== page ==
Image Source: Marathon des Sables Facebook page
What makes the Marathon des Sables such a challenge practically is the event's philosophy and reliance on self-sufficiency. Competitors are required to carry all their clothes, bedding, equipment and food for the entire 7 days with them. All they're provided with is a tent to sleep under, and water rations each day. Race rules stipulate that competitors must start the race with sufficient food to supply at least 2,000 calories a day for every day of the race. After each day there must still be at least 2,000 calories a day left for the remaining days of the event.
As you can imagine, running with a pack full of food and gear is no easy task. Competitors generally aim for a pack of less than 9kg in total, and 5kg or less of food. For the average competitor, every extra 100g carried requires an extra 26 kJ of energy* on the shortest days of the race and up to 52kJ on the longest stage, and so the benefits of increasing the calories and minimising weight is the great challenge for competitors and their sports dietitians.
In 2013 I worked with two clients for Marathon des Sables:
- 43 year old male, started the race at 92kg
- 41 year old make, started the race at 71kg
- Achieve at least the minimum daily calorie requirement, for the least amount of weight possible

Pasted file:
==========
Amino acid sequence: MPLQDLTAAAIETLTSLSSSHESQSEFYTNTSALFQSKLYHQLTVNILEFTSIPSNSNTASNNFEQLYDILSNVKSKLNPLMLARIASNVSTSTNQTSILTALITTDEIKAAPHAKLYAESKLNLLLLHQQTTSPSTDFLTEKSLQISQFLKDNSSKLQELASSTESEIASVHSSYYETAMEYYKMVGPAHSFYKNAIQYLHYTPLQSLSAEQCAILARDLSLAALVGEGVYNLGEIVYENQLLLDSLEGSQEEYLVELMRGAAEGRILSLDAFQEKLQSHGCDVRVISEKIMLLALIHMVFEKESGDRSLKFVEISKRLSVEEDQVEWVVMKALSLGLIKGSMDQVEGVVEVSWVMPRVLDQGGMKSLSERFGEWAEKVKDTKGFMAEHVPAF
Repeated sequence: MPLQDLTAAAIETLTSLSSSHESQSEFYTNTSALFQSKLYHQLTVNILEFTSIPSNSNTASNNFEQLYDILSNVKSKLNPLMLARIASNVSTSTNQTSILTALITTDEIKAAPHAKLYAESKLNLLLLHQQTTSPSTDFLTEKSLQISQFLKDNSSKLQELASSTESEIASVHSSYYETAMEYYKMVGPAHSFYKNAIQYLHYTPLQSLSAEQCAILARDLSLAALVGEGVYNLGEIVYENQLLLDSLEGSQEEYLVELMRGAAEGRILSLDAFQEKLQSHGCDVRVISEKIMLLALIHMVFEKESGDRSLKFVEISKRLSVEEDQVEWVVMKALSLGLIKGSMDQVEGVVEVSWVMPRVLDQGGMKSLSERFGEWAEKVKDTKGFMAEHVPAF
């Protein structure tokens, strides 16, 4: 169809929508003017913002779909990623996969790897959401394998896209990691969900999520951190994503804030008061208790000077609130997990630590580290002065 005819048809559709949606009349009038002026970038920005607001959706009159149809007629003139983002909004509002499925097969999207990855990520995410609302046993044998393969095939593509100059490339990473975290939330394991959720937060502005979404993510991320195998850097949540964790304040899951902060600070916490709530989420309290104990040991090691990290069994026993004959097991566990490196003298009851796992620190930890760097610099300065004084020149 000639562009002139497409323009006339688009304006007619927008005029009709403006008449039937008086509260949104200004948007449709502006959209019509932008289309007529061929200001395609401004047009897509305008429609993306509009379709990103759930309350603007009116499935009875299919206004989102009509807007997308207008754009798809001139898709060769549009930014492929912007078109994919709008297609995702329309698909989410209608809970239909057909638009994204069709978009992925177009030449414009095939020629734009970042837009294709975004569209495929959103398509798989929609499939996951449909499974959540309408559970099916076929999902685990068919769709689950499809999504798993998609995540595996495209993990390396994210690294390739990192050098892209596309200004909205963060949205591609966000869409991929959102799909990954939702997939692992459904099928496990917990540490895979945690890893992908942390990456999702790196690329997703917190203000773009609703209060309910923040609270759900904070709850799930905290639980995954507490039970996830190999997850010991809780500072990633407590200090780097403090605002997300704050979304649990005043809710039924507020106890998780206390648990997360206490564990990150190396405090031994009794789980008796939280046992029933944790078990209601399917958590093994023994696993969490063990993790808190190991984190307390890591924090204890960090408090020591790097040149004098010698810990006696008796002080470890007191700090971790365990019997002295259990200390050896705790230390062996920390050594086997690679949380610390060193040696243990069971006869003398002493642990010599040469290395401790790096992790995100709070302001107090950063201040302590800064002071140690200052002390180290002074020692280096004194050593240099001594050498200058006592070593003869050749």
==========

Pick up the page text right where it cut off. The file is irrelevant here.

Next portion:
- Ensure adequate carbohydrate during and after each stage to optimise running performance
- Ensure frequent post-stage serves of protein to optimise recovery
- Ensure the diet provides enough sustenance to prevent hunger (given the daily quantitiy will be less than normally eaten in endurance running)
- To prevent constipation over the 6 days of the event
- Breakfast consisted of dehydrated meals (muesli or porridge in most cases) with added water.
- During race food was typical of what you'd normally use in endurance running events, but less emphasis on gels because they include the fluid weight (ie. they're not in powder or other dehydrated form).
- Immediately after the stage was a snack consisting of high quality protein to optimise recovery, as well as carbohydrate to refuel.
- Dinner was another dehydrated meal that provided plenty of protein, carbohydrate and veggies for fibre and micronutrients.
- An evening snack provided a third serve of protein to further optimise recovery, eaten around 3-4 hours after dinner, just before going to sleep.
Initial feedback from the guys after the race suggested that the extra calores and weight compared to many competitors helped them significantly, as they found themselves fatiguing less in the latter stages compared to others. They also found that a lot of clients complained about being hungry throughout the week of the race, whereas the appetites of these two were far better satisfied. One of the two runners (the 71kg one) finished the race in the top 75 overall, the larger runner ended up in the top 180. This was a better than expected result for both of them.
With several Accredited Sports Dietitians in Australia working with Marathon des Sables competitors in 2013 we're looking at pooling our data for a case study, using data from 5-10 runners to look at what worked well and what didn't. From initial conversations it sounds like all our clients carried more calories than the minimum requirement, and despite the current hype surrounding low carb, high fat diets none of these runners employed this strategy.
* Based on the calculations from Givoni & Goldman, J. Appl Physiol 30(3);429-433 (1971), assuming a 40yr old, 70kg male athlete, running with a 9kg pack, at an average speed of 6km/hr on sand dunes with no extra hill gradient factor added in.